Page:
Vendors that were already working with large language models – such as Casetext – have an advantage, although Flaherty says that they were also smart in pivoting their entire business in the run up to OpenAI’s launch of GPT and in creating a very specific set of tools rather than “trying to do everything.” 

CoCounsel launched in March, and Flaherty observes: “You’ll find that LexisNexis and Thomson Reuters didn’t come out with their announcements until May and there were filled with words like ‘beta’ and ‘preview’, which is appropriate. The question is not whether the technology is applicable, it’s how much are they investing and how long it will take them to get to commercial grade applications. If you take a view of history, it will be short, but compared with consumer expectation, it will seem long and disappointing.” 

For many companies without the existing infrastructure, the road to product may well be long, but Flaherty says: “That doesn’t mean what they are saying today is bullshit, it just shouldn’t be surprising that most of what is available isn’t that mature or impressive.”

Being ahead is better than behind 

Arguably none of this really helps buyers in their decision making, but Flaherty says: “It’s early days but with something that is this massive you want to be ahead of it, because all of a sudden, you will be way behind. 

“So much of what you’re going to be doing now is learning and experimenting and exploring and developing an understanding. You’re going to be spending more time than you have vetting new products or new versions of existing products, but it is time you need to spend, and you need to explore in a secure manner.”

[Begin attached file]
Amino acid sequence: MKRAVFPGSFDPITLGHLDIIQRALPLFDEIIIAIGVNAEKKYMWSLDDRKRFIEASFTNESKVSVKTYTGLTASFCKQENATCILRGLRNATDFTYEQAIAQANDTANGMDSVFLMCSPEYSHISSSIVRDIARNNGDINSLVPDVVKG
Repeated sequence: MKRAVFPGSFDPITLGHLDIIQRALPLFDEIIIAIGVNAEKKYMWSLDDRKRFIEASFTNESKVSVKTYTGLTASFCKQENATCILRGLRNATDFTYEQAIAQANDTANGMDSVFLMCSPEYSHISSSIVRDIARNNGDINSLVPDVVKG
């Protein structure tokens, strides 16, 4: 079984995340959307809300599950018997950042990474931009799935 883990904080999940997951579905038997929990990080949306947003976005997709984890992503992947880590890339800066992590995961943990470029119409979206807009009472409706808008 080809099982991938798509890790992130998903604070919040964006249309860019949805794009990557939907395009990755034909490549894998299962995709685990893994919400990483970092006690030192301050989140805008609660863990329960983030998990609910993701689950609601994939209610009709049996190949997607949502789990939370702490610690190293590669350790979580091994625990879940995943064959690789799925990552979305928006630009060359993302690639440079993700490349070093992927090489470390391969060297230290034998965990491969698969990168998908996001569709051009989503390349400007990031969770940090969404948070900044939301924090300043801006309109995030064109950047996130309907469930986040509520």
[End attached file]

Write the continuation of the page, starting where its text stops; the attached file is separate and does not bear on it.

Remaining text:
Here Flaherty give a mention to LLM-governance platform Lega, which enables law firms and enterprises to assess and potentially implement gen AI technologies. Flaherty says: “You really do need to be looking at the Casetexts and the Macros and the new stuff from Disco and Litera, because it’s not that everything everywhere has changed, but that change will start to happen faster than we have ever experienced before. It might feel like a waste of resources because most of this stuff is not that mature and game changing, but being ahead is way better than being behind.” 

Fear of failure, or worse 

One of the deterrents for buyers to engage with gen AI tools and products is a fear that they will get it wrong. That they will breach privacy rules. That they will screw up big time in ways that they possibly haven’t even conceived of yet. 

On this point, Flaherty is unwavering. “When Richard Susskind came out and said that email would be the dominant communication for lawyers he was labelled dangerous and insane. People said we can’t adopt email because it creates issues for data privacy and client privilege and that is 100% correct. You are also creating a record that is discoverable, which is not just a risk, it’s a downside and a cost.  

“All of those data security, privilege and labour employment issues are real issues that are going to be actual costs, but objecting to using large language models on that basis is like objecting to email – you’re not wrong in the narrow sense, but you’re definitely not right. 

“This is happening, and it will be done by you or to you. We are at an inflection point and we are also at peak hype, but those are not mutually exclusive. The road to productivity remains long, but it’s a lot shorter than it used to be.”